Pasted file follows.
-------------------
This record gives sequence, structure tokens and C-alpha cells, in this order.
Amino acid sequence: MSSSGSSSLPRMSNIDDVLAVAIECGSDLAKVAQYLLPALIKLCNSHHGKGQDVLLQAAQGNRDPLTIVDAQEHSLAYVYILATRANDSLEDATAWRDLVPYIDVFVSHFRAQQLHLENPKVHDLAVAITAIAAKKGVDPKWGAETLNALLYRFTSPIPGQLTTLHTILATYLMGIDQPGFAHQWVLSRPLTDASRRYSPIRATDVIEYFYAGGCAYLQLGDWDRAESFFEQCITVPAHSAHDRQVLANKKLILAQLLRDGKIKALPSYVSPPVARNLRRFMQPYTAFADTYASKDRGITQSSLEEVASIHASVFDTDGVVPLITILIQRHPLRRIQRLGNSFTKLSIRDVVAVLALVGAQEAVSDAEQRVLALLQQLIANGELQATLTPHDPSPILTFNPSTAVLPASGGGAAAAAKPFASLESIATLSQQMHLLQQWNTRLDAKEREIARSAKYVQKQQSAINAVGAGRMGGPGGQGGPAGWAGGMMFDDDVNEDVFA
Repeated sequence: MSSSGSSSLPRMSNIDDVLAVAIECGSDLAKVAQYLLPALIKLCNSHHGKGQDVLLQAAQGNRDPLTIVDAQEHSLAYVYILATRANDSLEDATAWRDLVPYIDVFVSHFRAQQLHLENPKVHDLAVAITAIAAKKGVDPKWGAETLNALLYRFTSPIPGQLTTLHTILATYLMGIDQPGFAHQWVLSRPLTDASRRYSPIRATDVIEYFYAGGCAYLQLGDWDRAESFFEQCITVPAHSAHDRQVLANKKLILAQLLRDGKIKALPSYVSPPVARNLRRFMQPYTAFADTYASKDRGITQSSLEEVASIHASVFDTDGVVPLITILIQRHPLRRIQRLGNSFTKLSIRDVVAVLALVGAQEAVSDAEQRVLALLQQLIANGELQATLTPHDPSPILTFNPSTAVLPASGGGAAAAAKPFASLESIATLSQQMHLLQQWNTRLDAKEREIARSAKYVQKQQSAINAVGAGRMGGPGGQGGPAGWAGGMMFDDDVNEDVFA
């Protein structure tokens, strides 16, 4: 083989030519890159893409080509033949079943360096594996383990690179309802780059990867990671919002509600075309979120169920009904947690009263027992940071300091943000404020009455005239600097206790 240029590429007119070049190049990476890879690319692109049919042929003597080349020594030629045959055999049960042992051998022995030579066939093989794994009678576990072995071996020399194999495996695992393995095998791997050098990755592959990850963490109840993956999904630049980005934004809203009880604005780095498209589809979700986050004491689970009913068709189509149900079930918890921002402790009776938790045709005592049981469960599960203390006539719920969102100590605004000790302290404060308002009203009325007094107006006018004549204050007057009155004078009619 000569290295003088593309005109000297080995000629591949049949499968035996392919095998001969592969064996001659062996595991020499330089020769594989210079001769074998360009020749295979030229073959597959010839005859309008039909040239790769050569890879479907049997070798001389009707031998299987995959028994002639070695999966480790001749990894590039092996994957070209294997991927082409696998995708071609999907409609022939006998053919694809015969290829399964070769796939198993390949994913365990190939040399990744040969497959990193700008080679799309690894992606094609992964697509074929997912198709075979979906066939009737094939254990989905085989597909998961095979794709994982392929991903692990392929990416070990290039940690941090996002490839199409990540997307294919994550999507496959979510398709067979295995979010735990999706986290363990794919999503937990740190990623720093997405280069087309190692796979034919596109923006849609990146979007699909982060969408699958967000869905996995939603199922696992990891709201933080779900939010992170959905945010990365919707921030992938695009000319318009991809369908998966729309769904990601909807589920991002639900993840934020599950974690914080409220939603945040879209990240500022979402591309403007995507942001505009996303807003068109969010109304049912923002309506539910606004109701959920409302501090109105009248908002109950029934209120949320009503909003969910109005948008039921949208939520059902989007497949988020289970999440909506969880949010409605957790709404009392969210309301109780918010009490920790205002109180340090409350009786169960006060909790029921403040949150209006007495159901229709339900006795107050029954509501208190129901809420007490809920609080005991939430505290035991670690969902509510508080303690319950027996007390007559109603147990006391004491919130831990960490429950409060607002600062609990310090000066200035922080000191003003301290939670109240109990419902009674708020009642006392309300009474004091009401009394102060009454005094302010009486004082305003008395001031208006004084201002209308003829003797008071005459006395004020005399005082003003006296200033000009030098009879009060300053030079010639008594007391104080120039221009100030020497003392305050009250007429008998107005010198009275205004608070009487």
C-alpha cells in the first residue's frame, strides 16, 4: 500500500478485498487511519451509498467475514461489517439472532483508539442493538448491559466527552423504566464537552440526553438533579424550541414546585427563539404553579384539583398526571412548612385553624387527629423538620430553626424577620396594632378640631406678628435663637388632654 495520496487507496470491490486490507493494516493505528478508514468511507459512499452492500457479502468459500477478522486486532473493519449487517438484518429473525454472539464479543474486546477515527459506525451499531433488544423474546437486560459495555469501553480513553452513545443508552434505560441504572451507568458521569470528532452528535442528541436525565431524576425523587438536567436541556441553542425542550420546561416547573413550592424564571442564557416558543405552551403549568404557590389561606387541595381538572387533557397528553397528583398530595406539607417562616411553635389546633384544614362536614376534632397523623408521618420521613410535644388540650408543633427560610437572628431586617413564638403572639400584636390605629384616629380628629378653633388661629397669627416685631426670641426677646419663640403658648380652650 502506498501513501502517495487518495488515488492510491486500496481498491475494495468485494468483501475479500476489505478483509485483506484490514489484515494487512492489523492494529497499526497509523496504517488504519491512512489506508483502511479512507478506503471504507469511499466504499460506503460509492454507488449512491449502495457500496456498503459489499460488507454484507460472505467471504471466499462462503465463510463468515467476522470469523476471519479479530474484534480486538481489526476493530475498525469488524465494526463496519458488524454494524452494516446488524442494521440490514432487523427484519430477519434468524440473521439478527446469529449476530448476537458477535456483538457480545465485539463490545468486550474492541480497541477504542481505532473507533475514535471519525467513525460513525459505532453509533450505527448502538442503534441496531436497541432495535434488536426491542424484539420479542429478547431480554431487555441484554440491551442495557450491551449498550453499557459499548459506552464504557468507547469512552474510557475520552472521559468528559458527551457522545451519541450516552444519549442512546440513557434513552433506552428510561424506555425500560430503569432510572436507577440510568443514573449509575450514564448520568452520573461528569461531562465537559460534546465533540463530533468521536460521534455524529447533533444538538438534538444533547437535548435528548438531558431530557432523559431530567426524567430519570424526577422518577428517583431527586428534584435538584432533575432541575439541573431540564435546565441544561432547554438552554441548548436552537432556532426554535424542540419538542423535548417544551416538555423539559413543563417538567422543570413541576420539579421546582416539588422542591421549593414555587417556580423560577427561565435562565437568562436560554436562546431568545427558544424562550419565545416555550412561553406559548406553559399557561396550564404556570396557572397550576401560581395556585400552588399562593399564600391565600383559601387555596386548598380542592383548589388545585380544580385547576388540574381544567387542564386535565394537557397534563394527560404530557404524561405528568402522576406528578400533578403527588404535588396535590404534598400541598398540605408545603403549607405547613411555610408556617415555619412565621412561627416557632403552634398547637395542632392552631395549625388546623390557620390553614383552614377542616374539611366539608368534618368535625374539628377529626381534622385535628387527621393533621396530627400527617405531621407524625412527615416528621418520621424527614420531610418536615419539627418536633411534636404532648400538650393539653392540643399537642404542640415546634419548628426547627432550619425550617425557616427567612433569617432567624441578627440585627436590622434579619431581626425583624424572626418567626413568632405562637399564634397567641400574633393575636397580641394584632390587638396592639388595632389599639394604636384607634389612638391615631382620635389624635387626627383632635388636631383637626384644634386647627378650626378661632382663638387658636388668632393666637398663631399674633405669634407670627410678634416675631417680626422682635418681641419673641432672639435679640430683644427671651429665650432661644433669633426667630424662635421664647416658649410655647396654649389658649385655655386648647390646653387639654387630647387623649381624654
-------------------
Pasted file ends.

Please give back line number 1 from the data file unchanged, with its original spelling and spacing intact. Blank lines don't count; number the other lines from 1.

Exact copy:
This record gives sequence, structure tokens and C-alpha cells, in this order.